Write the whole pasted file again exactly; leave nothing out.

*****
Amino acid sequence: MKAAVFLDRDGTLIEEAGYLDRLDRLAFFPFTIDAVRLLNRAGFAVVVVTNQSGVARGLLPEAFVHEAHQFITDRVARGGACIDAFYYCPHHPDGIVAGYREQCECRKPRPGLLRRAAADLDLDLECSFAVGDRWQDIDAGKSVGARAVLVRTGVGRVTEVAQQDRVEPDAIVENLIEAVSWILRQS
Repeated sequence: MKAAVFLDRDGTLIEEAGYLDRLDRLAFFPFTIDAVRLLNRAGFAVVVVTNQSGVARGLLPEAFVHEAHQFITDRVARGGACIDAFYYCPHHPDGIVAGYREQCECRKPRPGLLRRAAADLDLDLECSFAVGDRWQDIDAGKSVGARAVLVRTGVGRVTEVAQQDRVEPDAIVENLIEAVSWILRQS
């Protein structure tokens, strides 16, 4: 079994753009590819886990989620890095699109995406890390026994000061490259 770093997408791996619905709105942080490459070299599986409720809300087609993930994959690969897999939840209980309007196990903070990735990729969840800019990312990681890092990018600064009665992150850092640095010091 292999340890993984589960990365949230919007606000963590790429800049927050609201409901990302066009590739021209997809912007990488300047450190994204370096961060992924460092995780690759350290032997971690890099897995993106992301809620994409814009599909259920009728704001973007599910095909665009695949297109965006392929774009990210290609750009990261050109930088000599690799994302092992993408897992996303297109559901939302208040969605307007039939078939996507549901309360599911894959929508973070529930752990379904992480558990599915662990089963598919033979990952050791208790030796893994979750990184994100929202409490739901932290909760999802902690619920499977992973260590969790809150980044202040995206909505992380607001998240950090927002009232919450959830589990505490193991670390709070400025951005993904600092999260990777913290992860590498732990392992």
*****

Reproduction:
Amino acid sequence: MKAAVFLDRDGTLIEEAGYLDRLDRLAFFPFTIDAVRLLNRAGFAVVVVTNQSGVARGLLPEAFVHEAHQFITDRVARGGACIDAFYYCPHHPDGIVAGYREQCECRKPRPGLLRRAAADLDLDLECSFAVGDRWQDIDAGKSVGARAVLVRTGVGRVTEVAQQDRVEPDAIVENLIEAVSWILRQS
Repeated sequence: MKAAVFLDRDGTLIEEAGYLDRLDRLAFFPFTIDAVRLLNRAGFAVVVVTNQSGVARGLLPEAFVHEAHQFITDRVARGGACIDAFYYCPHHPDGIVAGYREQCECRKPRPGLLRRAAADLDLDLECSFAVGDRWQDIDAGKSVGARAVLVRTGVGRVTEVAQQDRVEPDAIVENLIEAVSWILRQS
């Protein structure tokens, strides 16, 4: 079994753009590819886990989620890095699109995406890390026994000061490259 770093997408791996619905709105942080490459070299599986409720809300087609993930994959690969897999939840209980309007196990903070990735990729969840800019990312990681890092990018600064009665992150850092640095010091 292999340890993984589960990365949230919007606000963590790429800049927050609201409901990302066009590739021209997809912007990488300047450190994204370096961060992924460092995780690759350290032997971690890099897995993106992301809620994409814009599909259920009728704001973007599910095909665009695949297109965006392929774009990210290609750009990261050109930088000599690799994302092992993408897992996303297109559901939302208040969605307007039939078939996507549901309360599911894959929508973070529930752990379904992480558990599915662990089963598919033979990952050791208790030796893994979750990184994100929202409490739901932290909760999802902690619920499977992973260590969790809150980044202040995206909505992380607001998240950090927002009232919450959830589990505490193991670390709070400025951005993904600092999260990777913290992860590498732990392992």